Larger core enterprises have been net borrowers in four of the past five quarters and drew down €1.2 billion more in new loans than was repaid over 2015 (Chart 9). Developments were mainly driven by large enterprises engaged in the water supply/waste, primary industries and the manufacturing sector.

In quarterly terms, drawdowns to large core enterprises exceeded repayments by €125 million in Q4, with five sectors registering net increases. Large enterprises engaged in wholesale/retail trade & repairs registered the largest quarterly increase of €314 million.

Private-Sector Enterprise Deposit developments

Deposits from all Irish private-sector enterprises increased by €6.2 billion over 2015 to stand at €86.4 billion. This reflects year-on-year growth of 7.7 per cent.

The financial intermediation sector (excluding monetary financial institutions) was responsible for €2.4 billion of the net increase in annual deposits. The large transaction between affiliated entities in Q4 2014 has dropped out of the annual figures.

Excluding financial intermediation, deposits from private-sector enterprises increased by 8.4 per cent over 2015, to stand at €48.2 billion. One third of the annual growth can be attributed to the manufacturing sector (Chart 10). On a quarterly basis, deposits from all non-financial sectors increased 0.6 per cent.

Deposits from six of the fifteen non-financial sectors increased in Q4 2015 (Chart 11), with wholesale/retail trade and repairs enterprises recording the largest increase in net deposit flows of €895 million. This sector also recorded a large net increase in credit, both reflective of seasonal trends at the end of the year.

Six economic sectors recorded falls in both credit and deposits during Q4 (Chart 11). Real estate, in particular, recorded large net repayments along with large net deposit outflows. The developments in Q4 may reflect seasonal factors associated with end-year.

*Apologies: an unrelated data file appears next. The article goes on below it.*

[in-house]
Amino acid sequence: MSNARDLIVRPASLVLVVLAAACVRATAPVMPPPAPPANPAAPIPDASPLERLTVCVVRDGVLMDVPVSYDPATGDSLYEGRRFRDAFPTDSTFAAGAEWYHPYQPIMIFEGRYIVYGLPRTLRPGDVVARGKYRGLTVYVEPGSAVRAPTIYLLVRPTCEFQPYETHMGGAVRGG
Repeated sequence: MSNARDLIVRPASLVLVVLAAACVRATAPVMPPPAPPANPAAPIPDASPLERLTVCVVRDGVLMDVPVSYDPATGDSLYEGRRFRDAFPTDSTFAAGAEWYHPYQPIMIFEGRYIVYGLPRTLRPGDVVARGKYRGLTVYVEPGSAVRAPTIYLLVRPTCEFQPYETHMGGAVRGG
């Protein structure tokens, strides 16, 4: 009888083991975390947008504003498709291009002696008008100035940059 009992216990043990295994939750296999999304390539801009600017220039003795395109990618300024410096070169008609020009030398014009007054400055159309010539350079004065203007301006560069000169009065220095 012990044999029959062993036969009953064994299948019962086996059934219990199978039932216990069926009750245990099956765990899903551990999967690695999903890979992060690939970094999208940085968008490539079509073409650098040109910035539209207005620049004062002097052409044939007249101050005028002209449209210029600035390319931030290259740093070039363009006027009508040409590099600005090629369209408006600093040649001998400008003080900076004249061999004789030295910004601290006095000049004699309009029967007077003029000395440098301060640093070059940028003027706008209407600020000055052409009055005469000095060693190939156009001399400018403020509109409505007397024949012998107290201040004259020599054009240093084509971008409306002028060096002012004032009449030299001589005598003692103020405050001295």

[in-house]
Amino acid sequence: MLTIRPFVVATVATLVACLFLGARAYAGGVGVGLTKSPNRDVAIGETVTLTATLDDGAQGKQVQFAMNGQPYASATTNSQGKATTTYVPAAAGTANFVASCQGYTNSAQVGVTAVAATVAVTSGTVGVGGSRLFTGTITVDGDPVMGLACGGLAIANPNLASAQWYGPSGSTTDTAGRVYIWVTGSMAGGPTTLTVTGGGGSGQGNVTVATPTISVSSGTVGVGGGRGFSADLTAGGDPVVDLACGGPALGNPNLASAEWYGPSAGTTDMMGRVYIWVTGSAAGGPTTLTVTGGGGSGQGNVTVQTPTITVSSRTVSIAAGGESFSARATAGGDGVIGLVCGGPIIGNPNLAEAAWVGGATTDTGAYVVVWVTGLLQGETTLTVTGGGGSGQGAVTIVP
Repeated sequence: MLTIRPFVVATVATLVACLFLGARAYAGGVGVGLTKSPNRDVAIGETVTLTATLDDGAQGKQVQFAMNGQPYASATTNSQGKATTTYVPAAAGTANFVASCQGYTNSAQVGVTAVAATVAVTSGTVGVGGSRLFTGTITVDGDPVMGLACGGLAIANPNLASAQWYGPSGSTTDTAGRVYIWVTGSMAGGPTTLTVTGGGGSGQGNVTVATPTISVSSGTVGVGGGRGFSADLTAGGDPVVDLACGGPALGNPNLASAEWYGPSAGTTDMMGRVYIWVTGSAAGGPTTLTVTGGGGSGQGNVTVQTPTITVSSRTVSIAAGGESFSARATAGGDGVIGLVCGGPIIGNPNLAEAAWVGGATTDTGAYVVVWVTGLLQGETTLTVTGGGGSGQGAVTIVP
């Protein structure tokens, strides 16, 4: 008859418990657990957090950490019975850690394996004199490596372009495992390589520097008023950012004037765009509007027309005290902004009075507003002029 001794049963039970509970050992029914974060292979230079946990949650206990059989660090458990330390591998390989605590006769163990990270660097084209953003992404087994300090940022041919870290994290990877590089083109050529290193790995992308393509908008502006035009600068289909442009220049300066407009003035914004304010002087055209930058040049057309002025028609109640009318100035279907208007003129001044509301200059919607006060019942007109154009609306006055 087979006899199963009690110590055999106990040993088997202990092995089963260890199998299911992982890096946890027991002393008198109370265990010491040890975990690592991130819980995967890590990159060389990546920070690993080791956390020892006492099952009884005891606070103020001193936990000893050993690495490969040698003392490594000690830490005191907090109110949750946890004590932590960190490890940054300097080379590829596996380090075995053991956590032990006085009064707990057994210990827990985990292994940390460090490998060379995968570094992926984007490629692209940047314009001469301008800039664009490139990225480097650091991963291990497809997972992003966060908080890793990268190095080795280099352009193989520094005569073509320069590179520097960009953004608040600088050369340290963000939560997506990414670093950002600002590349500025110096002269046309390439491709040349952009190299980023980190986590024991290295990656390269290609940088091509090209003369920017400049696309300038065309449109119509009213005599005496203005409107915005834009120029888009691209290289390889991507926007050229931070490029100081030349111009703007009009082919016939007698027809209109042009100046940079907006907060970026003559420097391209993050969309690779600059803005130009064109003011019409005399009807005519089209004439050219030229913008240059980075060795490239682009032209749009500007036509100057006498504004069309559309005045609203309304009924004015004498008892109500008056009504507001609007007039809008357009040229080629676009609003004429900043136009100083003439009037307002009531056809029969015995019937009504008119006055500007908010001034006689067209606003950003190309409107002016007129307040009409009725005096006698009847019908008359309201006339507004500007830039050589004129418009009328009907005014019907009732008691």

Note 1:

SMEs are defined as enterprises with fewer than 250 employees and whose annual turnover does not exceed €50 million and/or whose annual balance sheet does not exceed €43 million. This is the standard EU definition of an SME.

Note 2:

Gross new lending excludes restructures or renegotiations which do not increase the size of outstanding loans. It does include new funds drawn-down following a restructure or renegotiation of an existing facility that were not included in credit advanced at the end of the previous quarter.

Note 3:

The reporting population for interest rate statistics are those credit institutions with a significant level of lending or deposit business with households or non-financial corporations. All other SME statistics are collected from the full population of resident credit institutions. Although the interest rate data are collected from a sample of institutions and the coverage of the SME market is very high, gross new lending volumes underpinning the interest rates and volumes data will not match exactly. The reporting population is monitored under Regulation ECB/2014/30.


For further detail please see the Business Credit and Deposits webpage for;

  • An extensive set of Business Credit and Deposits tables and previous releases;
  • Business Credit and Deposits Explanatory Note.


1 See Note 1 for the definition of SMEs.

2 SME data includes some enterprises in the financial intermediation sector, due to their balance sheet size.

3 See Note 2 for the definition of gross new lending.

4 This would include holdings of debt securities issued by the NAMA Master SPV and other financial vehicle corporations.